When faced with challenging moral or ethical situations we are advised to do what is right, even if it is more difficult. “Taking the high road” is often synonymous with living a better life. When it comes to your health, though, taking the high road may lead you on a path to chronic disease, disability, and early death.
The high road I am referring to in this case has nothing to do with ethical decisions. It has to do with test results, specifically measurements your doctor makes of your weight and blood pressure as well as blood tests of cholesterol and glucose. This is the topic of my Health & Fitness column in the Aiken Standard this week.
These tests are indicators of your current health as well as risks to your health in the future. The results of these measures are used to classify you as having “normal” or “high” blood pressure, blood glucose, and blood cholesterol. For example, a fasting blood glucose between 70–100 mg/dl is normal but you are considered to have diabetes if your result is 126 mg/dl or higher.
Even if your blood glucose is above normal (100–125 mg/dl) but isn’t high enough for you to be classified as diabetic, it may still be too high. This condition is called prediabetes because without intervention most people in this category will eventually develop diabetes.
Considering that diabetes is a leading cause of heart attacks, blindness, and amputations, preventing your blood glucose from increasing should be a high priority.
The same is true for other measurements including blood pressure and body mass index (BMI), the most common assessment of obesity. Even if you aren’t considered obese or don’t have hypertension, the higher your BMI or blood pressure becomes puts you at increased risk of the condition getting worse over time or leading to other more serious health problems.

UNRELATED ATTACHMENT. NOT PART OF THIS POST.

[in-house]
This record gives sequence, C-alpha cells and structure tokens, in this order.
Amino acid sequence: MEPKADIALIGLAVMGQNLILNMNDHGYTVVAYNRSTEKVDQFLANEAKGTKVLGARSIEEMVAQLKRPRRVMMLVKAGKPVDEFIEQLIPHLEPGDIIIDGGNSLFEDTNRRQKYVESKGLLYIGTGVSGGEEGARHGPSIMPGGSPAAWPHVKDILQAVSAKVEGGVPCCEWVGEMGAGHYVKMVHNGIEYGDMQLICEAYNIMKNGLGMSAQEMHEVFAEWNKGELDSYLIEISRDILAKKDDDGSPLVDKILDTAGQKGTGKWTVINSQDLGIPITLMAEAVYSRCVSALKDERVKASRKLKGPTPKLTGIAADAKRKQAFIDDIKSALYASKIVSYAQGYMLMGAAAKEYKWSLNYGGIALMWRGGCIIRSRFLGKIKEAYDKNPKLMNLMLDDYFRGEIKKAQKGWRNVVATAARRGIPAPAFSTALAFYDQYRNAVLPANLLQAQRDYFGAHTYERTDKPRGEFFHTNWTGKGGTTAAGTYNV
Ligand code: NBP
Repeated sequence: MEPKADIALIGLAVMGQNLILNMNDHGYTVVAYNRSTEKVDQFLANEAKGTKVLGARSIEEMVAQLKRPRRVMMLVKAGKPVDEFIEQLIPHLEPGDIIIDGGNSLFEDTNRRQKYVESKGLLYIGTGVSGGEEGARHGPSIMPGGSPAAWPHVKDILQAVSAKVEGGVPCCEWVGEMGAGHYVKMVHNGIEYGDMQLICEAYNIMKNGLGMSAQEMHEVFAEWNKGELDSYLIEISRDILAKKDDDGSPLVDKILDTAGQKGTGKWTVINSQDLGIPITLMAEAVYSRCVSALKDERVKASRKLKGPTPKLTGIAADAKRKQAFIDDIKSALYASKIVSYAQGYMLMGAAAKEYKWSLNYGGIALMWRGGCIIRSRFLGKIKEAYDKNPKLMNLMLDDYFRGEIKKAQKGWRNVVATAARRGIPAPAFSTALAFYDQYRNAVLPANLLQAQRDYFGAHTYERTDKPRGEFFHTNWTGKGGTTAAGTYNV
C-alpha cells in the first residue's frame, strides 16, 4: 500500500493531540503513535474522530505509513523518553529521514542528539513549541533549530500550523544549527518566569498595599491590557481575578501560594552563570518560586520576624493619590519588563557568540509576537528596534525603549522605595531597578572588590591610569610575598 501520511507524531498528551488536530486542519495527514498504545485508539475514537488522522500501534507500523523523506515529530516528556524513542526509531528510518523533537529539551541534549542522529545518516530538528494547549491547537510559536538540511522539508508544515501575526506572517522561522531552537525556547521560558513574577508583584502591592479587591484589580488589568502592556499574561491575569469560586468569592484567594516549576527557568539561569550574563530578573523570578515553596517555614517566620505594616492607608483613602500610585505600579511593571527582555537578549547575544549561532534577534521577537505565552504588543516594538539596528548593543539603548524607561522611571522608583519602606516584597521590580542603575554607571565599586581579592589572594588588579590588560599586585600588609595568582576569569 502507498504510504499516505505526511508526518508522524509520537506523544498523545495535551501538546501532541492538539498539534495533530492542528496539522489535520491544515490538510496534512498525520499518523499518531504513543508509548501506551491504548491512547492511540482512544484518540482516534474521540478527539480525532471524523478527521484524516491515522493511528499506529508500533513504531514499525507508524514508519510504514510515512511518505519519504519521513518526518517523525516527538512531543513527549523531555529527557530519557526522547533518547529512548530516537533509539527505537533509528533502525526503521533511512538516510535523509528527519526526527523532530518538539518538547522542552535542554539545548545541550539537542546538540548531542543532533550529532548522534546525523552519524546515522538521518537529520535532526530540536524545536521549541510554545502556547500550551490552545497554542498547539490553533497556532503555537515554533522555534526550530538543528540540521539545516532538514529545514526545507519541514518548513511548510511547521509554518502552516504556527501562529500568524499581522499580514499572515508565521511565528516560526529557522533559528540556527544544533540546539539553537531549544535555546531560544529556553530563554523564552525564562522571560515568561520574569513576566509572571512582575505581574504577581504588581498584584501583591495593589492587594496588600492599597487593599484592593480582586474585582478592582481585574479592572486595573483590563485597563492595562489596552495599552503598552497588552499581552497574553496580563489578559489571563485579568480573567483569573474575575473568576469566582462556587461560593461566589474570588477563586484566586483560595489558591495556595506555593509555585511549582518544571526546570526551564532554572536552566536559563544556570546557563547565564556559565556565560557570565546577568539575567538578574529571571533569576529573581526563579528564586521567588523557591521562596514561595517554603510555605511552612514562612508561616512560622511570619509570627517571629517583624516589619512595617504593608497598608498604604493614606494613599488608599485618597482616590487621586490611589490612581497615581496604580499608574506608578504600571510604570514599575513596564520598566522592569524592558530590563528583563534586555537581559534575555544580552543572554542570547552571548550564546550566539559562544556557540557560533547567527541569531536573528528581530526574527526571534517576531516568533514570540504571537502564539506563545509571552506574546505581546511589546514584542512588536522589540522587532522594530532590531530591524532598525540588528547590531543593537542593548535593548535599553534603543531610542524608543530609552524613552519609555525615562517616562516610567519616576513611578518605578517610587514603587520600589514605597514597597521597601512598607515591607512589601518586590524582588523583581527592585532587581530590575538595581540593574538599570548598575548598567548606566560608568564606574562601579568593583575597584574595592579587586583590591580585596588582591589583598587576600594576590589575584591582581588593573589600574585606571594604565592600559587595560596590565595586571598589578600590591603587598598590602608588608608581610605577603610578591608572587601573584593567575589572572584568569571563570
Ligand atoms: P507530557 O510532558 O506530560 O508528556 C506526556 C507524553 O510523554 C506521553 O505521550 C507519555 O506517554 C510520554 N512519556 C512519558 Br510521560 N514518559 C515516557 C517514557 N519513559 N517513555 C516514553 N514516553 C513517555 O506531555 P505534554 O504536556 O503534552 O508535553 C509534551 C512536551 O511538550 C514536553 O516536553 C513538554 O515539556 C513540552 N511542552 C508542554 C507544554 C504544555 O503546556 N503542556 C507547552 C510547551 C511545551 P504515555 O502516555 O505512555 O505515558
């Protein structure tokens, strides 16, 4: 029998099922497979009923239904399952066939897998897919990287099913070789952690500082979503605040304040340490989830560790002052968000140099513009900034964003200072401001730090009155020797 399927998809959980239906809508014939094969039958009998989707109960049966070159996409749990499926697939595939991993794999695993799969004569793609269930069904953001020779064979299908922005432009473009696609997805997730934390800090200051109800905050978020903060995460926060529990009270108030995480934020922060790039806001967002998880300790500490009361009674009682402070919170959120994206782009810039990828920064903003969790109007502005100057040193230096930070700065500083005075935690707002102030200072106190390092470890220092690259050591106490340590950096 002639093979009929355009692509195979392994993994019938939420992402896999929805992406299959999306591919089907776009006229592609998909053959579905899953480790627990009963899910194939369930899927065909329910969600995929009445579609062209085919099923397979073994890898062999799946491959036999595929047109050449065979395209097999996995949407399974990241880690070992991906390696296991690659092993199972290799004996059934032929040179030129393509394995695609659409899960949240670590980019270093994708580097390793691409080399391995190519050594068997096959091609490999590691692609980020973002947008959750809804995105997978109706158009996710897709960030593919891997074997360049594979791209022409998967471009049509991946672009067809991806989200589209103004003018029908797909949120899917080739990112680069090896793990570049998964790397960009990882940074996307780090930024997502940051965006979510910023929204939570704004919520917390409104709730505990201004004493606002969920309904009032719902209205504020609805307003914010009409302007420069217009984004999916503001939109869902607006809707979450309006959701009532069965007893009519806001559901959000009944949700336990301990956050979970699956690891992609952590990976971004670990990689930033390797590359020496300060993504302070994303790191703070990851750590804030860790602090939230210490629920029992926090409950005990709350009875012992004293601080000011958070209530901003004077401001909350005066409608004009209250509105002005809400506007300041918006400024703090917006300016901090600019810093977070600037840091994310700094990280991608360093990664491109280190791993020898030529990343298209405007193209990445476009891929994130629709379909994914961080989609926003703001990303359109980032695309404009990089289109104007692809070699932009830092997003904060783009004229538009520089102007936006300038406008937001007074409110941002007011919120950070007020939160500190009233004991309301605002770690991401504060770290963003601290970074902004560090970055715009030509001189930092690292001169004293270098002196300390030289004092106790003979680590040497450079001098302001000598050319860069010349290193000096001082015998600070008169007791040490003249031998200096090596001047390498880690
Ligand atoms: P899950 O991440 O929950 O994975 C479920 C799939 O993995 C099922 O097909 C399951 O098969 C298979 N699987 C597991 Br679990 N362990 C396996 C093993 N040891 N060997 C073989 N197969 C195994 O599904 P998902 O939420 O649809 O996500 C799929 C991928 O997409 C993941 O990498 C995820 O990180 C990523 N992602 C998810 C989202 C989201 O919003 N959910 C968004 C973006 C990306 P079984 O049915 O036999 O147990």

In fact, even within the normal range, a higher value is associated with increased health risks. Take blood cholesterol for example, where the risk of heart disease increases at total cholesterol levels above 150 mg/dl, well within the “normal” range of less than 200 mg/dl. At even higher levels, total cholesterol is associated with a much greater risk.
Clearly, having a high BMI, blood pressure, blood glucose, or cholesterol is concerning. But it is important not to be fooled into thinking that a value that is technically below the diagnostic criteria for “abnormal” is necessarily “normal.” For many, even slightly elevated levels of these variables now are likely to get worse over time.
The good news is that modest lifestyle changes including weight loss, regular moderate physical activity, and changes to what you eat can prevent conditions like prediabetes and prehypertension from getting worse. This can be achieved through losing as little as 10 pounds, walking or doing other activity for 30 minutes per day, and adding more fruits and vegetables to your diet.
To be sure, taking the “high road” with BMI, blood pressure, cholesterol, and glucose, even if your test results are within the normal range, can put you at increased health risk. For these conditions, you are far better off taking the low road and making the necessary lifestyle changes to stay there.